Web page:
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  • Writer's pictureJane Webber Nutrition

It's my hormones, so I can't lose weight!

Hands up who may have said this before!

Hormones are important substances that serve as chemical messengers in your body.

They facilitate nearly every bodily process, including metabolism, hunger, and fullness. Because of their association with appetite, some hormones also play a significant role in body weight

Here are 9 hormones that may affect your weight, along with tips for keeping them at healthy levels and I have set out 7 of these below.

Insulin, the main storage hormone in your body, is produced by your pancreas. In healthy individuals, insulin promotes the storage of glucose — a simple sugar you get from food — in the muscle, liver, and fat cells for later use.

Your body secretes insulin in small amounts throughout the day and in larger amounts after meals. This hormone then transfers glucose from food into your cells for either energy or storage, depending on your body’s current needs.

Insulin resistance is a fairly common condition that causes your cells to stop responding to insulin. This condition results in high blood sugar because the insulin cannot move glucose into your cells

Your pancreas then produces even more insulin in an attempt to boost glucose absorption

Insulin resistance has been linked to obesity, which in turn can play a role in other conditions, such as type 2 diabetes and heart disease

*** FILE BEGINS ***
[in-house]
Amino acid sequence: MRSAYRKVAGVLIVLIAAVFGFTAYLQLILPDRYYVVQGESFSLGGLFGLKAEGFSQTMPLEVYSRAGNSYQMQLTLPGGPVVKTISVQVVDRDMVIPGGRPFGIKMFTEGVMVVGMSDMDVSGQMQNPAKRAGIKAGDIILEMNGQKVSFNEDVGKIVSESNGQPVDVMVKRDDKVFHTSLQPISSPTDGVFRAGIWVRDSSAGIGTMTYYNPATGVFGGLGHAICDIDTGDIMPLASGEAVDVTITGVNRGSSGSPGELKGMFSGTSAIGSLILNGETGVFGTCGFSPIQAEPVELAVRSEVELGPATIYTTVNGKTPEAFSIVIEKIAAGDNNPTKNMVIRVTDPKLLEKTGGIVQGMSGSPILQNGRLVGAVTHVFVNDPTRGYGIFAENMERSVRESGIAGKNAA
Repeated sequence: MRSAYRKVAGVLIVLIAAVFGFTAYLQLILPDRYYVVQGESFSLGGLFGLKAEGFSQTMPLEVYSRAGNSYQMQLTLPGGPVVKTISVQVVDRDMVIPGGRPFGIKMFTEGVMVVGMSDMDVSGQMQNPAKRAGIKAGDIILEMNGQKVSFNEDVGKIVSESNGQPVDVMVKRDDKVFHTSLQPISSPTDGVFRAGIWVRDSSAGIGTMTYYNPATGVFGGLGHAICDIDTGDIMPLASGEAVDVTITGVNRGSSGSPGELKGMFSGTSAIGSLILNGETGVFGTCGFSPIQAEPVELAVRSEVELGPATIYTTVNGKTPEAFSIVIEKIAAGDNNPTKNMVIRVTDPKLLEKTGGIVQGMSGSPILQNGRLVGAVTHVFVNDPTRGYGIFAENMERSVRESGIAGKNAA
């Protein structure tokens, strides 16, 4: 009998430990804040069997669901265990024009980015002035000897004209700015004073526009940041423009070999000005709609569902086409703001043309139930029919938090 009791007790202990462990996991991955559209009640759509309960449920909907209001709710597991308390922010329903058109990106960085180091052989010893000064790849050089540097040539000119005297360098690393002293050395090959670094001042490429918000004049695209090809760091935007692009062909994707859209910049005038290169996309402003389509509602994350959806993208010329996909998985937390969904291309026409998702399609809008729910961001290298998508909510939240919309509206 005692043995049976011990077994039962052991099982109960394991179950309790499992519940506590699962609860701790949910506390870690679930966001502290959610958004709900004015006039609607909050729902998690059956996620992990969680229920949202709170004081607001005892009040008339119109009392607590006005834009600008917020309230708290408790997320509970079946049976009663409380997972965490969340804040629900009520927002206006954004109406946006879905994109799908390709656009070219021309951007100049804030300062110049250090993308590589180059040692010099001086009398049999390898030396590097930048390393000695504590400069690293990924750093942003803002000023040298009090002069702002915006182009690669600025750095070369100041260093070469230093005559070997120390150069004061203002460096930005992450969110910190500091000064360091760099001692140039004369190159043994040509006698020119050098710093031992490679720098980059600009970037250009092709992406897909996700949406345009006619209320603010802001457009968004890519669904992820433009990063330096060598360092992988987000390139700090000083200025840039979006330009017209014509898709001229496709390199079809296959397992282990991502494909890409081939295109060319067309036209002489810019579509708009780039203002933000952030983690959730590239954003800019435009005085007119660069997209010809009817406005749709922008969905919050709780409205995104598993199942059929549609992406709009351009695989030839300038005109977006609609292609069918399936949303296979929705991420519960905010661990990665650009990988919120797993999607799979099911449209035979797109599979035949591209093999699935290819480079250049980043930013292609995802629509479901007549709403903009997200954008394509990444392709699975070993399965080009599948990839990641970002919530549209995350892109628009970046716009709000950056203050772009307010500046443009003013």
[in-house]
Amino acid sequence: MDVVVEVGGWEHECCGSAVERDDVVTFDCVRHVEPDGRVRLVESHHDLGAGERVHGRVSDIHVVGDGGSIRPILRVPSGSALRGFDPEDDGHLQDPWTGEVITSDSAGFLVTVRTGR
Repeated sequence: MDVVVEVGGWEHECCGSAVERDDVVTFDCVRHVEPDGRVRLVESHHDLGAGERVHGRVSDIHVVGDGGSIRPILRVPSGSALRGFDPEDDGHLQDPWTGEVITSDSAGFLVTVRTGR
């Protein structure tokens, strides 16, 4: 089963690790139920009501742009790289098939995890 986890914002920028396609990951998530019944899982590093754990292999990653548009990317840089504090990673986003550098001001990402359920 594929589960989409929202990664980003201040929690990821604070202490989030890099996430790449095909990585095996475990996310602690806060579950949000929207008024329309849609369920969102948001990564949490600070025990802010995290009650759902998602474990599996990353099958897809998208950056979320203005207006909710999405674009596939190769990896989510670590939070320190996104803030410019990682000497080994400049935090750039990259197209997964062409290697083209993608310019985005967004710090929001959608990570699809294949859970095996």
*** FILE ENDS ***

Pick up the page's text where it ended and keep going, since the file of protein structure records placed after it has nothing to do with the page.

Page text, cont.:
Insulin sensitivity can be thought of as the opposite of insulin resistance. It means your cells are sensitive to insulin. Thus, it’s a good idea to focus on lifestyle habits that help improve insulin sensitivity, such as the following.

Tips to improve insulin sensitivity.

Exercise regularly. Research supports exercise, at both high and moderate intensities, as a means of improving insulin sensitivity and decreasing insulin resistance

Improve your sleep habits. Not getting enough sleep, or not getting quality sleep, is linked to obesity and insulin resistance

Get more omega-3 fatty acids. Research indicates that omega-3 supplements may improve insulin sensitivity in people with metabolic conditions such as diabetes. Try eating more fish, nuts, seeds, and plant oils rather than supplements.

Change your diet. The Mediterranean diet —includes many veggies and healthy fats from nuts and extra-virgin olive oil Decrease your intake of saturated and trans fats as well.

Maintain a moderate weight. In people with overweight, healthy weight loss and weight management may improve insulin sensitivity

Focus on low glycemic carbs. Don’t try to eliminate carbs from your diet, aim to make most of them low glycemic and high fibre.